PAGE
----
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santorum to weigh in on all of the politics of the day. first, chief political correspondent dana bash. we've seen trump lead the republican field for four months now. but even when you look into the poll, when you dive in, his support's solid. >> it really is. it's not stopped jeb bush, in particular, trying to chip away at that support. for example, just in the last hour, he has released an op-ed on the conservative national review website, talking about how trump is inept, liberal on foreign policy. he compared him to the liberal filmmaker michael moore and said that trump's campaign is a reality tv show. unfortunately for bush, it's one gop voters show no sign of turning off. >> reporter: it may be a crowded republican presidential field, but only two men are firmly on top, donald trump and ben carson. a combined two-thirds of gop voters now say trump and carson are the first and second choice, according to cnn/orc's new poll.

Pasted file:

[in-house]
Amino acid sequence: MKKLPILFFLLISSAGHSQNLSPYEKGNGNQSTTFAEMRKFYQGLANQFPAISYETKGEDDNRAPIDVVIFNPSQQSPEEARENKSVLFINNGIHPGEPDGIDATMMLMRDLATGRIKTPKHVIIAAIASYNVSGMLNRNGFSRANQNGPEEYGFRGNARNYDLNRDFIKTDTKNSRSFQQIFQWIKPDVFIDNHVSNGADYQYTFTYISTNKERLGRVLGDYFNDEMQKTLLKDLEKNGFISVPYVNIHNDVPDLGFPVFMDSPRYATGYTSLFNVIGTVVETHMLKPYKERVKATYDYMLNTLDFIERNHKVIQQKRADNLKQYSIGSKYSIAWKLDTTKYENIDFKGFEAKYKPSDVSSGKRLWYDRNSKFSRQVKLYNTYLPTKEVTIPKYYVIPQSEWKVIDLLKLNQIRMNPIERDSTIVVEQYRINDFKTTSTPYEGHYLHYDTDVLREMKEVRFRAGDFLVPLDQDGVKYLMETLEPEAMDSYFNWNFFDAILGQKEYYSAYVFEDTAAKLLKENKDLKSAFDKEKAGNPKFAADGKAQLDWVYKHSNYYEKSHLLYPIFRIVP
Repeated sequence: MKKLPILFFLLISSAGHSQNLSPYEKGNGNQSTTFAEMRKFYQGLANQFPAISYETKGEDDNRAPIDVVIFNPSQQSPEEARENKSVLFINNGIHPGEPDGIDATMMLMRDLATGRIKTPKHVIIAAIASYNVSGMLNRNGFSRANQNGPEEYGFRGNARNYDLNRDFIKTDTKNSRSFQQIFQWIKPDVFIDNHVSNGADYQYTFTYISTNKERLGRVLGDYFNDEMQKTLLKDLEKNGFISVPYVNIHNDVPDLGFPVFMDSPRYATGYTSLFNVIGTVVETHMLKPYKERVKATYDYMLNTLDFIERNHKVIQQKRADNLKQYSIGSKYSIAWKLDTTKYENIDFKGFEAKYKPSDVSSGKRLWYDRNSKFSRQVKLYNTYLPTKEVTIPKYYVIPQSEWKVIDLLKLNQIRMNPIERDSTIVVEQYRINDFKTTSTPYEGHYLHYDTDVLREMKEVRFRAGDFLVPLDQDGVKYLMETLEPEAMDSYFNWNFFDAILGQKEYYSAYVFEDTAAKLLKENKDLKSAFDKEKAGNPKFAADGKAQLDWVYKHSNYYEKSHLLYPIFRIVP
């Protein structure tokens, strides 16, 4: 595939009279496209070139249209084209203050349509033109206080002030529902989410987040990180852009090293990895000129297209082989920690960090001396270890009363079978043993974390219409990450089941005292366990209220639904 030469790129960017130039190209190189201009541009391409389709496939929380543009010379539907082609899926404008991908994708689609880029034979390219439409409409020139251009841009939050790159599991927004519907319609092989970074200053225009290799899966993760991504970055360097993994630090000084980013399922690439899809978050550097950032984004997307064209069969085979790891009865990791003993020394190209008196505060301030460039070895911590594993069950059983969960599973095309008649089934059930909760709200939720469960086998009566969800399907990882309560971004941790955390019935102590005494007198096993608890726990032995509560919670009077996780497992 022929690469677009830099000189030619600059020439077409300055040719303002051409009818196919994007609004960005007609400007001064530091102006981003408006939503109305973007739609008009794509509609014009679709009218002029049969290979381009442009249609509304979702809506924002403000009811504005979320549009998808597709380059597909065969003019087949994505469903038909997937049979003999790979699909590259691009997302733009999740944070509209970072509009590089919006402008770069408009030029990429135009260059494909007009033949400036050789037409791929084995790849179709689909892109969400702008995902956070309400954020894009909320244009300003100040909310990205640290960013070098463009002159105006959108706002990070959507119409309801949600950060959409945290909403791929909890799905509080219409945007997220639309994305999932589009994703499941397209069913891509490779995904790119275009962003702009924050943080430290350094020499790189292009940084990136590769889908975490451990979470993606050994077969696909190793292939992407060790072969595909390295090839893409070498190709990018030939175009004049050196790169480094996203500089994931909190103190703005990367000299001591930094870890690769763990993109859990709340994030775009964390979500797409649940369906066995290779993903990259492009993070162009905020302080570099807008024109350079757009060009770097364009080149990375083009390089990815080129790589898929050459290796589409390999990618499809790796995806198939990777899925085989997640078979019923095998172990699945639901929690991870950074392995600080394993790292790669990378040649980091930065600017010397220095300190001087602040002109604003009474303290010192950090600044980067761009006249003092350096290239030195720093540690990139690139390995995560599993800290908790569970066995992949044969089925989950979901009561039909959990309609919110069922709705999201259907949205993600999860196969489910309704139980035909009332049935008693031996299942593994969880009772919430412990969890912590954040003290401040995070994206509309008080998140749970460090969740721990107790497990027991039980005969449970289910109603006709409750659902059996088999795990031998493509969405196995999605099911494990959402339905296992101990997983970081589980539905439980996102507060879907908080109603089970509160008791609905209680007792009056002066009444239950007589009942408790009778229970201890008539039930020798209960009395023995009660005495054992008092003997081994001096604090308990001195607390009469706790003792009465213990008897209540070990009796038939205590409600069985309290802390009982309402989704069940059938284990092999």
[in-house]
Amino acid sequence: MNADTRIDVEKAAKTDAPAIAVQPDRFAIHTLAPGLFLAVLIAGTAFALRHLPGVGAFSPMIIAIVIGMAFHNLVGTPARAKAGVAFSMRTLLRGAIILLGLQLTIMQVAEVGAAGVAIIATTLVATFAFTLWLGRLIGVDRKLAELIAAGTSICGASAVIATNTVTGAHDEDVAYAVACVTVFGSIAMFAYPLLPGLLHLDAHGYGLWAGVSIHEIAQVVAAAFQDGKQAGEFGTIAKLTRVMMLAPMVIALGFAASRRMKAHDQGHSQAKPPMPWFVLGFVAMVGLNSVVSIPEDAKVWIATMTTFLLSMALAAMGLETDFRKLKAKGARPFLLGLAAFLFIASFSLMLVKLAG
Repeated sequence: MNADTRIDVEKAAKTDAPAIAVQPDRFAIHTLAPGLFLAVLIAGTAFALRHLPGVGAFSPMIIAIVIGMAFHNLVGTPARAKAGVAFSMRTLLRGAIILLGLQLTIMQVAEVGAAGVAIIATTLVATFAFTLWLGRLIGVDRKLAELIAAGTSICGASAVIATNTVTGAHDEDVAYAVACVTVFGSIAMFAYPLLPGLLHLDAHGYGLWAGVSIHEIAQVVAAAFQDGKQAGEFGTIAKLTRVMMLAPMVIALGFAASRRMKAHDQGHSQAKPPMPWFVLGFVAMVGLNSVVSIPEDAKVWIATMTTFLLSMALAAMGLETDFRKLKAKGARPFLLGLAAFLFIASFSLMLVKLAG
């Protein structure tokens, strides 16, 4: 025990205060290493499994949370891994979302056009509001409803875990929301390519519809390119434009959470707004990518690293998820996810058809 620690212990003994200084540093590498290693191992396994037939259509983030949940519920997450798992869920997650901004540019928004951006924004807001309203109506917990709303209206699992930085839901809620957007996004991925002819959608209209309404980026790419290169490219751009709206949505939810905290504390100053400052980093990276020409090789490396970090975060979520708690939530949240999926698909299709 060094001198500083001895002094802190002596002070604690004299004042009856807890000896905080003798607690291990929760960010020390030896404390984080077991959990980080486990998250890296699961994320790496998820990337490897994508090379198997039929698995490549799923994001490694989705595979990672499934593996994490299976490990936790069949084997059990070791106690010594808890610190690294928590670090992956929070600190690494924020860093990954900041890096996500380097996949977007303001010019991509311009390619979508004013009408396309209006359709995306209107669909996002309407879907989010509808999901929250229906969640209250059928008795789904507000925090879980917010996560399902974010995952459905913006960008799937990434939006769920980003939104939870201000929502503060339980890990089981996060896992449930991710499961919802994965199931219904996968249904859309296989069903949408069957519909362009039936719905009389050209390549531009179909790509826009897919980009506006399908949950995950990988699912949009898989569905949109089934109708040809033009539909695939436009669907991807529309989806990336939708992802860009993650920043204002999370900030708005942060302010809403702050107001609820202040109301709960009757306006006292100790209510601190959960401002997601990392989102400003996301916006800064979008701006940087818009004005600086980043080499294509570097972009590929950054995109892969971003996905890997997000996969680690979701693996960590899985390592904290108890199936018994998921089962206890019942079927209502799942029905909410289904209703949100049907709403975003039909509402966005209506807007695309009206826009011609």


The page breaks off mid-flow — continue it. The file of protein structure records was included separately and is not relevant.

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we've hit a chord, we're both resonating, no question about it. >> reporter: it's not just that trump and carson have support. it's just that supporters are excited about them, which makes them more likely to go out and vote. 30% of trump supporters are enthusiastic. 25% of carson's. by contrast, 3% of jeb bush voters are enthusiastic about him. as he steps up criticism of trump as commander in chief. >> we need to be much more forceful, here to protect the homeland, as well as overseas to create a strategy to unite the world against this grave threat. i don't believe donald trump has capability of doing that. >> reporter: trump is sending some mixed signals on foreign policy. an interview this morning with cnn's "new day," he said inva invading afghanistan after 9/11 was the right move. >> we were safe in a sense but went into iraq, which was a disaster decision. just a disastrous decision, not afghanistan, that's probably